Bleaklow is a high, largely peat-covered, gritstone moorland, just north of Kinder Scout, across the Snake Pass (A57), in the Derbyshire High Peak near the town of Glossop.
Blue John (also known as Derbyshire Spar) is a semi-precious mineral, a form of fluorite with bands of a purple-blue or yellowish colour.
The Blue John Cavern is one of the four show caves in Castleton, Derbyshire, England.
The bilberry bumblebee or mountain bumblebee, Bombus monticola, is a species of bumblebee found in Europe.
Brake linings are the consumable surfaces in brake systems, such as drum brakes and disc brakes used in transport vehicles.
Brindley's Mill The Brindley Water Mill is a water mill in the town of Leek, Staffordshire, England.
The British Geological Survey (BGS) is a partly publicly-funded body which aims to advance geoscientific knowledge of the United Kingdom landmass and its continental shelf by means of systematic surveying, monitoring and research.
The British Library is the national library of the United Kingdom and the largest national library in the world by number of items catalogued.
The British Mountaineering Council (BMC) is the national representative body for England and Wales that exists to protect the freedoms and promote the interests of climbers, hill walkers and mountaineers, including ski-mountaineers.
The Bronze Age is a historical period characterized by the use of bronze, and in some areas proto-writing, and other early features of urban civilization.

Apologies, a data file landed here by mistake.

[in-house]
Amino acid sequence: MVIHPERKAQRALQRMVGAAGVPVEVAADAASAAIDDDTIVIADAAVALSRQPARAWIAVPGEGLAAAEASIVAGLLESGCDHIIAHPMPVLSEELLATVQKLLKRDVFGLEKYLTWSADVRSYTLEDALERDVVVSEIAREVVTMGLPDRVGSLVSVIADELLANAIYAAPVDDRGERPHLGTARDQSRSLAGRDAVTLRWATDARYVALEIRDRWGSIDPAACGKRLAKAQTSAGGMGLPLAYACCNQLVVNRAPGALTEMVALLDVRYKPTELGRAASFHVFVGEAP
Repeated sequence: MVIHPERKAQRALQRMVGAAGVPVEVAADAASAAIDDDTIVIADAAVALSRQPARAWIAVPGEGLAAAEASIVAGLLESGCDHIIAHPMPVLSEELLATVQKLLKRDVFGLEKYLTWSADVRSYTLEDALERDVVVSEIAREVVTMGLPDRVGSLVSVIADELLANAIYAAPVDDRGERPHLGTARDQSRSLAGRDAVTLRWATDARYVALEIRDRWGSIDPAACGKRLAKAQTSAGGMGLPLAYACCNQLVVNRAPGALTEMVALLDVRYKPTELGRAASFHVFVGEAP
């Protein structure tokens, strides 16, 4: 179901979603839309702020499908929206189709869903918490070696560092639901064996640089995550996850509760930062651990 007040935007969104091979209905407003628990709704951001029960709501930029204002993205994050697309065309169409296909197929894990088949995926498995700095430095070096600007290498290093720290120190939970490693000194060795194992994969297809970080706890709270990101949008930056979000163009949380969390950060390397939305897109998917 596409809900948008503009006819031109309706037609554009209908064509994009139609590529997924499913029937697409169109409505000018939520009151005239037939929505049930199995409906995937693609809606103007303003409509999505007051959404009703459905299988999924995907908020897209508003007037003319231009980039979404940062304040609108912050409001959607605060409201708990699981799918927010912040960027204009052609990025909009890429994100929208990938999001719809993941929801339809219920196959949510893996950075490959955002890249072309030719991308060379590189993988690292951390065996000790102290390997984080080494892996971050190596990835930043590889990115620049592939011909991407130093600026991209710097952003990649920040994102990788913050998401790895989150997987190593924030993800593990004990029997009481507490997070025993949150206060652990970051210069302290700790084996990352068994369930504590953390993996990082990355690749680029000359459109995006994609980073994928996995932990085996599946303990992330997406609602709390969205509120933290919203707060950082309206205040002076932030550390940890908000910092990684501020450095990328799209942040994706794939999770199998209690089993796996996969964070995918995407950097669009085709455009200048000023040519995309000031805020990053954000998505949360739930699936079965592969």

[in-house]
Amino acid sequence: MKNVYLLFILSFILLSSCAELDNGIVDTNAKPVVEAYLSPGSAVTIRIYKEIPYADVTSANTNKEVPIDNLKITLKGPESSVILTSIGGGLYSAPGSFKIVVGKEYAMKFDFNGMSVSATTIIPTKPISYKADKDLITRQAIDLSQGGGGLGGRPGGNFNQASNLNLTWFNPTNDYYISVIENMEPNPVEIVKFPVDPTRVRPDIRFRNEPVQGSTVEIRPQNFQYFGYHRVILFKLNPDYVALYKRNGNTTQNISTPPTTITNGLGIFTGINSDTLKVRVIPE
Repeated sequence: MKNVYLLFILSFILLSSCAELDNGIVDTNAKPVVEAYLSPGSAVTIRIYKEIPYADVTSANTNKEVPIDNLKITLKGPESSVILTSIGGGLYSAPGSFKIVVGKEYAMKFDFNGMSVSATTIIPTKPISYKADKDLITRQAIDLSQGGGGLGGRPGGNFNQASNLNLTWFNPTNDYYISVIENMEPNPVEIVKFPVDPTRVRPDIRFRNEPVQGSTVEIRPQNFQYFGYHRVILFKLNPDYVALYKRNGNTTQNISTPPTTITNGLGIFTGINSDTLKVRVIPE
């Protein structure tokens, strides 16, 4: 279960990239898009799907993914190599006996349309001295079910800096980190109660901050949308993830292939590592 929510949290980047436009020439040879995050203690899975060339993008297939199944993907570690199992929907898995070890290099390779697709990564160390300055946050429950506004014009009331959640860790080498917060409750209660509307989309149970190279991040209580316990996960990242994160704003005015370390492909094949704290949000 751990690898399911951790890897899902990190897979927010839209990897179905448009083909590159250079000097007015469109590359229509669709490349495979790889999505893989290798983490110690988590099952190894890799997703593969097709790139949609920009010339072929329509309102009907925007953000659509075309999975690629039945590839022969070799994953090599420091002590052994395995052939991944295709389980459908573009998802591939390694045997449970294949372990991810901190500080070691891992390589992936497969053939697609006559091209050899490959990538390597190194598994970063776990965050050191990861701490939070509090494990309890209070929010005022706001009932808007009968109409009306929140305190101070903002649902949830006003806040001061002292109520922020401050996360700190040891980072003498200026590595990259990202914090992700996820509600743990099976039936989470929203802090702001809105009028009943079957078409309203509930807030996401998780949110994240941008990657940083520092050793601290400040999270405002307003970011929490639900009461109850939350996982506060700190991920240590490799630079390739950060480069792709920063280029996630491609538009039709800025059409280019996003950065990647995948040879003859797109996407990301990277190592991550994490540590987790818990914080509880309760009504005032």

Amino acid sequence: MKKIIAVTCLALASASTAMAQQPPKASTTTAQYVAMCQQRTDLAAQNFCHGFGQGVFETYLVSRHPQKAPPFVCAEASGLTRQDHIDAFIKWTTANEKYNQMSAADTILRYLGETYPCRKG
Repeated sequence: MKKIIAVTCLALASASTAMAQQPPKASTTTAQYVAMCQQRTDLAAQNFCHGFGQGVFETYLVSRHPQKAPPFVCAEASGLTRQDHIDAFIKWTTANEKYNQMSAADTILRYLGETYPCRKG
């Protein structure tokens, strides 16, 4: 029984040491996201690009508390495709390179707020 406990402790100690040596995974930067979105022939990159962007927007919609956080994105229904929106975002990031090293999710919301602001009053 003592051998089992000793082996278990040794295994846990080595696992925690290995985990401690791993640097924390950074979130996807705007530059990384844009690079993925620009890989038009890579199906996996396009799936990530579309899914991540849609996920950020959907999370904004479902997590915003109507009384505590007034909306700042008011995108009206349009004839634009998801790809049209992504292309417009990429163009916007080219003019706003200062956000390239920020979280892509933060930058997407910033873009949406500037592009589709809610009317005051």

The brook lamprey (Lampetra planeri, also known as the European brook lamprey and the western brook lamprey) is a small European lamprey species that exclusively inhabits freshwater environments.
Brough and Shatton is a civil parish in Hope Valley in the High Peak district of Derbyshire, England.
The brown long-eared bat or common long-eared bat (Plecotus auritus) is a small Eurasian bat.
The brown trout (Salmo trutta) is a European species of salmonid fish that has been widely introduced into suitable environments globally.
Bugsworth Basin is a canal basin at the terminus of the Peak Forest Canal.
Buxton is a spa town in Derbyshire, in the East Midlands region of England.
The Buxton Festival is an annual summer festival of opera, music, and (since 2000) a literary series, held in Buxton, Derbyshire, in England since its beginnings in July 1979.
The Buxton line is a railway line in Northern England, connecting Manchester with Buxton in Derbyshire.
Buxton Opera House is in The Square, Buxton, Derbyshire, England.
Calcareous grassland (or alkaline grassland) is an ecosystem associated with thin basic soil, such as that on chalk and limestone downland.